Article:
But what about Georgia, you ask?  That’s really not an exception to the rule after all.  Mark Richt had been consistently winning at Georgia but failed to bring home a national championship trophy.  Nick Saban and others did have something to do with that, but again, it’s almost too much to expect folks to be reasonable, especially in SEC country, where “it just means…more”.  So, they fired Richt and brought in Alabama assistant coach Kirby Smart.  And he too, won games, even played his former team for the national title.  And lost, because Nick Saban’s Alabama these days is a consistent juggernaut.  Nevertheless, Smart succeeded where Richt failed.  So firing their way out of Glen Mason Territory has panned out for Georgia thus far, but that’s because they have access to tons of NFL-potential talent in Greater Atlanta, their own backyard.  So there.

The conclusion to which Connelly arrived in his article is that a school cannot simply fire-a-coach its way out of “Glen Mason Territory”.  Why?  Let us consider basic reality.  Football, unlike economics, is a zero-sum game.  When one team wins a game, that means that team’s opponent had to lose that game.  Not all teams can be championship-viable teams all the time.  It is simply impossible.  Furthermore, because of this zero-sum fact of life football (and most other sports), not everybody can be good all the time.  Even traditional powers have had down years (just look at Alabama in between the Mike Dubose and Nick Saban years).

Second, not all teams are built to be national-title contenders.  Again, one key factor is, does your state produce enough local talent to compete nationally?  In states like California, Texas, Louisiana, Alabama, Georgia, or Florida, (borderline case:  Arizona) that is a given.  Even Oklahoma does not produce the players it used to (to be sure, even during the glory days of Bud Wilkinson, OU has had to recruit Texas to be successful).  The only state north of the Sunbelt that can remotely compete on that scale is Ohio.  Everyone else has to recruit from those states just to be in a position to win games, period.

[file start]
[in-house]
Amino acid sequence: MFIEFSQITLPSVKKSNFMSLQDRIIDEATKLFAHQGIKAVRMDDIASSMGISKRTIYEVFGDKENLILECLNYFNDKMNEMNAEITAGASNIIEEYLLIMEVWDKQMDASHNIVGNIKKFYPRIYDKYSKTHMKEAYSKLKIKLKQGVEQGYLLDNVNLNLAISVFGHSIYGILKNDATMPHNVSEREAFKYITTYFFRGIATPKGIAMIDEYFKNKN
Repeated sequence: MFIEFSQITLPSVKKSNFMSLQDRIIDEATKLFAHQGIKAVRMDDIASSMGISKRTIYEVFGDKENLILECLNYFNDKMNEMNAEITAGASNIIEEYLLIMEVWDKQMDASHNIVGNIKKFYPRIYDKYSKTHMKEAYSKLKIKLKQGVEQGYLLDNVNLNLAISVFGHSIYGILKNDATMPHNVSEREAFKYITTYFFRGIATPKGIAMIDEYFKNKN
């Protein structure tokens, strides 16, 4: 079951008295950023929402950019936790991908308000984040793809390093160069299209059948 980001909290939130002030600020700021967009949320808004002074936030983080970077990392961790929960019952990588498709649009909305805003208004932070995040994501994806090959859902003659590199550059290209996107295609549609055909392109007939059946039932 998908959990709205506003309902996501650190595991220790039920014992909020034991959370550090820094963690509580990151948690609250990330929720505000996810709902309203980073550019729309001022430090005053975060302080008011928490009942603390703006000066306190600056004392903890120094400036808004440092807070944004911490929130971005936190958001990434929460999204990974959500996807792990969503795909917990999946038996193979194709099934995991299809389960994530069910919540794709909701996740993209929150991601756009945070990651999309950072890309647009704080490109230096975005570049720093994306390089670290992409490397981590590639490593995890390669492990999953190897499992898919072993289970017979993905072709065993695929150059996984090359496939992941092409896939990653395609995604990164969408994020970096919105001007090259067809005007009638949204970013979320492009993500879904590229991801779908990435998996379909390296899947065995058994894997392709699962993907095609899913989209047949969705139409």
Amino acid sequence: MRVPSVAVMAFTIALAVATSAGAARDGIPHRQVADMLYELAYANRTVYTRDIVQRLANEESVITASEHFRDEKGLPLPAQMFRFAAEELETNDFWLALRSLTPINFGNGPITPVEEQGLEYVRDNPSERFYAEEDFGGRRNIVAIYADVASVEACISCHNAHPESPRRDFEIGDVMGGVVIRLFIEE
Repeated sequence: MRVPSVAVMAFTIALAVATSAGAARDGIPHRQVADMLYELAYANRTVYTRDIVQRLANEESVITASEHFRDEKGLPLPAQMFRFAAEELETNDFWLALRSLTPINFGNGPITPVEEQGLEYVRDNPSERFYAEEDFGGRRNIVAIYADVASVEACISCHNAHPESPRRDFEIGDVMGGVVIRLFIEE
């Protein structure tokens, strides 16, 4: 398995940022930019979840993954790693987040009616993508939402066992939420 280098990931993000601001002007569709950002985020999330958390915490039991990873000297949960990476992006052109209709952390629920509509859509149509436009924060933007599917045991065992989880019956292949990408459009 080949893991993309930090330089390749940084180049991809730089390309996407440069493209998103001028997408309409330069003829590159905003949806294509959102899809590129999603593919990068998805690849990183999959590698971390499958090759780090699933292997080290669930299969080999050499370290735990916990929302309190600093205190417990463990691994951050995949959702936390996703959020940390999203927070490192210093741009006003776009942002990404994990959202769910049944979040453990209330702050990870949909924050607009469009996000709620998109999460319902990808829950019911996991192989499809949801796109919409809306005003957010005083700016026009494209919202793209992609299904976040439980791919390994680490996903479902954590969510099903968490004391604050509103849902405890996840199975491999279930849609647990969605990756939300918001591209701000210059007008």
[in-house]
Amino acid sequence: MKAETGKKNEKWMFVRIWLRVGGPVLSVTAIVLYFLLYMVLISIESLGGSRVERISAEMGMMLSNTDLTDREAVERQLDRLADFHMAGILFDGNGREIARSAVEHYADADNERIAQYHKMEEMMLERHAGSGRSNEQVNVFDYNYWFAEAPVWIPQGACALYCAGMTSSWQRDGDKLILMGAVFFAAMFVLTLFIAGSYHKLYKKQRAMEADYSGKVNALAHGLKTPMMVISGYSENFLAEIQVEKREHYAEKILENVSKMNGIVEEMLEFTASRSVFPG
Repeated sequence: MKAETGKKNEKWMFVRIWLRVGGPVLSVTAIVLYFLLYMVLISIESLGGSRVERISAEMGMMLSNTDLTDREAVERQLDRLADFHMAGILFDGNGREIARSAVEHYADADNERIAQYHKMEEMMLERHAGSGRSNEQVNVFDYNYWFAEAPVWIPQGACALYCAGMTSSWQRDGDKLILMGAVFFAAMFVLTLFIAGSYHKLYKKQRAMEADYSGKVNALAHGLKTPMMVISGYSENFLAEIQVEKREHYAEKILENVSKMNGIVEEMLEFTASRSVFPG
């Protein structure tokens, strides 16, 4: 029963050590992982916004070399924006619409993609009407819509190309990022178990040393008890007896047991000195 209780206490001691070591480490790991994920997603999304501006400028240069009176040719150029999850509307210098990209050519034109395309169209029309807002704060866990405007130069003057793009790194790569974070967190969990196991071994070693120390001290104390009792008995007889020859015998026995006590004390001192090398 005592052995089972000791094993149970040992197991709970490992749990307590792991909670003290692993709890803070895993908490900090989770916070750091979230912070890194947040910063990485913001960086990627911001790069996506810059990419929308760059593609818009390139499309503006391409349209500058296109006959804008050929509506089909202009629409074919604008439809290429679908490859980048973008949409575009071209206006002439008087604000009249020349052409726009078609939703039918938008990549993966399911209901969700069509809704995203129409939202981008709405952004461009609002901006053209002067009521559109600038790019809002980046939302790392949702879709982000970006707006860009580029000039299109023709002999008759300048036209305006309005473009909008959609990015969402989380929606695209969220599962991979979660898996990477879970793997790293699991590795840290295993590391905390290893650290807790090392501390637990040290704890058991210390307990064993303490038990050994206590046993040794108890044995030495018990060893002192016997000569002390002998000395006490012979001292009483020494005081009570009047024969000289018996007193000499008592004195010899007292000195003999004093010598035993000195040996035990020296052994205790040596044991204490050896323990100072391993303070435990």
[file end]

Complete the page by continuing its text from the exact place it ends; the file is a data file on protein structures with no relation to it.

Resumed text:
Also, unlike in the pros, where teams choose the players, in college, the players choose the programs.  That means that many blue chip recruits who have options are not going to flock to the Arctic climbs of Minnesota, or the isolated, wind-swept plains of Nebraska if they can land a scholarship at Georgia or LSU or even TCU instead.  Ohio State has managed to stay viable despite its cold winters due to the total commitment of the university, plus the community and state at large, to muster every last resource needed to attract the players necessary to compete at that level.

When a coach raises the bar of performance expectations but cannot raise it further, it’s usually not the coach’s fault.  It’s program history for one.  Georgia, for example, only has two national titles, one from 1942 and from 1980; the former being shared with Ohio State.  As discussed at some length, it’s also infrastructure (e.g., facilities and access to NFL-caliber talent), and program support.  But dealing with these issues ranges from difficult to impossible.  Instead of dealing with these realities like responsible people, too often people take the feel-good way out (in reality, a dead end) and kill the messenger by firing the very coach who improved the team’s standing and situation in the first place.

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College Football Awards, Week 7 (2018) October 15, 2018